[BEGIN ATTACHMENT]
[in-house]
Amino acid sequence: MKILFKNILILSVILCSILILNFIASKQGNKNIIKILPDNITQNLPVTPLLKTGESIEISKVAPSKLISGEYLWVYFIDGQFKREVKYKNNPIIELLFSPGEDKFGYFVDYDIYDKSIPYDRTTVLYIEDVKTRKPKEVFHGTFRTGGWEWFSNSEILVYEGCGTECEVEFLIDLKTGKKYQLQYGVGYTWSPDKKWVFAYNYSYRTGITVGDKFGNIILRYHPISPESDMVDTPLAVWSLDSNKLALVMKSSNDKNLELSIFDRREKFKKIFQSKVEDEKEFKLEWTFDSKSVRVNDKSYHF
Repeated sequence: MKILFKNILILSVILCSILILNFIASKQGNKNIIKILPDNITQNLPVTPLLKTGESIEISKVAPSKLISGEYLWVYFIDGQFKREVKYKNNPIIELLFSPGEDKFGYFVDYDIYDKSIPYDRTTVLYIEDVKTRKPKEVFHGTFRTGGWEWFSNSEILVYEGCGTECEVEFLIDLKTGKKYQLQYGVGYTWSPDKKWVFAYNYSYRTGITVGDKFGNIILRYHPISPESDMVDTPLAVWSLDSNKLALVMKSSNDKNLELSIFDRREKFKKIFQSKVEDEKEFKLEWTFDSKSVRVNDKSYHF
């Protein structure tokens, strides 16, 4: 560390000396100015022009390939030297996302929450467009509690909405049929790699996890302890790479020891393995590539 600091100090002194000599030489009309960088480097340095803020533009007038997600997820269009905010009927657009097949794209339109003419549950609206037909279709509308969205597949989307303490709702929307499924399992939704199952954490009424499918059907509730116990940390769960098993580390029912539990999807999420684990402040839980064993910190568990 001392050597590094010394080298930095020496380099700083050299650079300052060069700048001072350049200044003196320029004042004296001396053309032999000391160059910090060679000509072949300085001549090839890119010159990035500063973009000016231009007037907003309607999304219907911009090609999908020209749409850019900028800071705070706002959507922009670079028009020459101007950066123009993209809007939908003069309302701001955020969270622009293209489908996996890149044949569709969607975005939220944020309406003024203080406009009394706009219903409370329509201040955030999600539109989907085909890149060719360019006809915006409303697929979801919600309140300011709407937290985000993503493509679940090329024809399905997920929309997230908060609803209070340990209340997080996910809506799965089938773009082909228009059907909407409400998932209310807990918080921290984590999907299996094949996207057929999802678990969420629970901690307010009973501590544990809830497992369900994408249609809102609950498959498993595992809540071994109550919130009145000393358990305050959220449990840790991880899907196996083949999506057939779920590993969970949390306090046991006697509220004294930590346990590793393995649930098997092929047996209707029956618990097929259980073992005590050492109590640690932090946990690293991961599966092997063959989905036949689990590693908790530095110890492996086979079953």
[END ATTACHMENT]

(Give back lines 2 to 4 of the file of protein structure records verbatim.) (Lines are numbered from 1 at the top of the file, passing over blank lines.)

Amino acid sequence: MKILFKNILILSVILCSILILNFIASKQGNKNIIKILPDNITQNLPVTPLLKTGESIEISKVAPSKLISGEYLWVYFIDGQFKREVKYKNNPIIELLFSPGEDKFGYFVDYDIYDKSIPYDRTTVLYIEDVKTRKPKEVFHGTFRTGGWEWFSNSEILVYEGCGTECEVEFLIDLKTGKKYQLQYGVGYTWSPDKKWVFAYNYSYRTGITVGDKFGNIILRYHPISPESDMVDTPLAVWSLDSNKLALVMKSSNDKNLELSIFDRREKFKKIFQSKVEDEKEFKLEWTFDSKSVRVNDKSYHF
Repeated sequence: MKILFKNILILSVILCSILILNFIASKQGNKNIIKILPDNITQNLPVTPLLKTGESIEISKVAPSKLISGEYLWVYFIDGQFKREVKYKNNPIIELLFSPGEDKFGYFVDYDIYDKSIPYDRTTVLYIEDVKTRKPKEVFHGTFRTGGWEWFSNSEILVYEGCGTECEVEFLIDLKTGKKYQLQYGVGYTWSPDKKWVFAYNYSYRTGITVGDKFGNIILRYHPISPESDMVDTPLAVWSLDSNKLALVMKSSNDKNLELSIFDRREKFKKIFQSKVEDEKEFKLEWTFDSKSVRVNDKSYHF
């Protein structure tokens, strides 16, 4: 560390000396100015022009390939030297996302929450467009509690909405049929790699996890302890790479020891393995590539 600091100090002194000599030489009309960088480097340095803020533009007038997600997820269009905010009927657009097949794209339109003419549950609206037909279709509308969205597949989307303490709702929307499924399992939704199952954490009424499918059907509730116990940390769960098993580390029912539990999807999420684990402040839980064993910190568990 001392050597590094010394080298930095020496380099700083050299650079300052060069700048001072350049200044003196320029004042004296001396053309032999000391160059910090060679000509072949300085001549090839890119010159990035500063973009000016231009007037907003309607999304219907911009090609999908020209749409850019900028800071705070706002959507922009670079028009020459101007950066123009993209809007939908003069309302701001955020969270622009293209489908996996890149044949569709969607975005939220944020309406003024203080406009009394706009219903409370329509201040955030999600539109989907085909890149060719360019006809915006409303697929979801919600309140300011709407937290985000993503493509679940090329024809399905997920929309997230908060609803209070340990209340997080996910809506799965089938773009082909228009059907909407409400998932209310807990918080921290984590999907299996094949996207057929999802678990969420629970901690307010009973501590544990809830497992369900994408249609809102609950498959498993595992809540071994109550919130009145000393358990305050959220449990840790991880899907196996083949999506057939779920590993969970949390306090046991006697509220004294930590346990590793393995649930098997092929047996209707029956618990097929259980073992005590050492109590640690932090946990690293991961599966092997063959989905036949689990590693908790530095110890492996086979079953």